Even though the hypodermic needle model was thrown away a long time ago, some organizations still make the mistake of pouring out irrelevant messages to their audience. Do they believe their message will be accepted just like that?
The hypodermic needle paradigm is an unclean term for a communication theory that rose to popularity along with the rise of mass media - indeed, a very long time ago - and even then it was already criticized. According to that theory, the message would go from a one-on-one basis from the sender to the receiver, and that would make mass media very effective instruments for mass manipulation.
Fortunately that is not how it works. How it does work with the influence of media on society I will not reveal here, not in the least because there are complete studies concerned with the phenomena and they do not even have a clear-cut answer. Of course everybody knows that you can not just manipulate people to do or believe whatever you want to, and I do not really believe that there are companies that are dedicated to attempt to brainwash humanity.
Yet a mild variant of the model still seems to exist. There are examples abound of companies and organizations that, in their desire to keep communicating in a positive manner, forget that receivers can also think for themselves. They expect you can simply pour out a bunch of nonsense over someone without that person seeing right through it.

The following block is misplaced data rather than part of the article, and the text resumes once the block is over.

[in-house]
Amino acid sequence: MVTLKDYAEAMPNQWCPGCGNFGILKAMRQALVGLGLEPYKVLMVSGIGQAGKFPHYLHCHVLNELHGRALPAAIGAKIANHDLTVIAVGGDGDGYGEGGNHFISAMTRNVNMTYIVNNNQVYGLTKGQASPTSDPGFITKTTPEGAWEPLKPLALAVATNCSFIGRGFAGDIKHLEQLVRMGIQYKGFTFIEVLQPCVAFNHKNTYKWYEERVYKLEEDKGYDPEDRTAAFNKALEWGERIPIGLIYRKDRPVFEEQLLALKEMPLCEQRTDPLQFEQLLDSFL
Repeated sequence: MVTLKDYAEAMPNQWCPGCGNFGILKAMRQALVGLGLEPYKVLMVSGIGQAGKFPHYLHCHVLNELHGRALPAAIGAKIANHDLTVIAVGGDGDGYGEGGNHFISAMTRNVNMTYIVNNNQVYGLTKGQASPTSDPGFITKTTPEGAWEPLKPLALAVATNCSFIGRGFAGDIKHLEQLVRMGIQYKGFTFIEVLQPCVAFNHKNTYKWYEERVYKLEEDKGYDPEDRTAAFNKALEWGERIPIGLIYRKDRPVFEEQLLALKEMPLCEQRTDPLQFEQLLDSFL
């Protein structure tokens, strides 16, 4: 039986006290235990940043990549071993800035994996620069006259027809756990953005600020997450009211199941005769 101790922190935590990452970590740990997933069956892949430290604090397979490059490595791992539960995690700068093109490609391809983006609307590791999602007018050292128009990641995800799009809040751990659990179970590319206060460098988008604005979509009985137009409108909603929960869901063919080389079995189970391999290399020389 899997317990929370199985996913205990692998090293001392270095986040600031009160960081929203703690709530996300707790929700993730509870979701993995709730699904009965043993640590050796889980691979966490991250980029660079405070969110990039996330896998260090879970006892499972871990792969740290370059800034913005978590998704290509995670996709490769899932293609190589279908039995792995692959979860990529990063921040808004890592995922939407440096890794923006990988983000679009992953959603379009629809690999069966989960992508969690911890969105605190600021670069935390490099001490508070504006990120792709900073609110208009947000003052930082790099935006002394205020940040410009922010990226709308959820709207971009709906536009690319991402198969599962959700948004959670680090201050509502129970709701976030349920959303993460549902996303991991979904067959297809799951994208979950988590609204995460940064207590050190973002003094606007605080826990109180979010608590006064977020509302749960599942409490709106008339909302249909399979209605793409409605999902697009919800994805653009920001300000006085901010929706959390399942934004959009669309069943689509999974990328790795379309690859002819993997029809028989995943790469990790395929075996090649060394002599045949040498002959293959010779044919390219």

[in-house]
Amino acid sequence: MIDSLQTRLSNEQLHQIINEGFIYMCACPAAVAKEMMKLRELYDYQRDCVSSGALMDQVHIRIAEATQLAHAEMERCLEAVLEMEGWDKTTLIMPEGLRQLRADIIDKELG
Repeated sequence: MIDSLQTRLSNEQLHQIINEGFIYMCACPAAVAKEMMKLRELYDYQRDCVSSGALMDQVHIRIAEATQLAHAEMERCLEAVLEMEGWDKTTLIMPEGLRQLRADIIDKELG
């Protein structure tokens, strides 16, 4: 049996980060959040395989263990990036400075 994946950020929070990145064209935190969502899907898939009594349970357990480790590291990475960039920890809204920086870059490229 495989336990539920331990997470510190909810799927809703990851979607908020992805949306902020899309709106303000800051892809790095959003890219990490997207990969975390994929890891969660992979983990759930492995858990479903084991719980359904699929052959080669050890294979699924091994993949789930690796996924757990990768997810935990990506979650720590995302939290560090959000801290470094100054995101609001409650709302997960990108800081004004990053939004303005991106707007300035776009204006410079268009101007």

That is how everyone that ever travels by train in the Netherlands knows that the NS no longer reports a delay as such. ‘The train will depart in five minutes’, is what it is called, and usually that will turn into ten. Trains that drop out are immediately kicked out of the records, usually followed by an announcement on when the next train will depart. I am not sure whether it works for the NS. Whether people are more positive about travelling by train or not, because they no longer hear the word ‘delay’ on the platform when they will be late for their appointments. But I would estimate my travellers are smarter than that.
How different it could be it an organization would take their audience seriously. The delivery of a product I ordered was delayed. I was not only personally notified, including an apology, I also still received the possibility to opt out of the order. It was not ‘your order will be delivered in two weeks’, but it was ‘your order is unfortunately only deliverable in two weeks because of an increasing number of orders’. I thought it was such a refreshing message that I did not even think about opting out of the order. A small delay is not so bad, especially not if we call the creature by its name. That is also communication.
Originally published by Maud Geerbex under the title “The creature by its name”. Thanks for allowing us to reproduce it.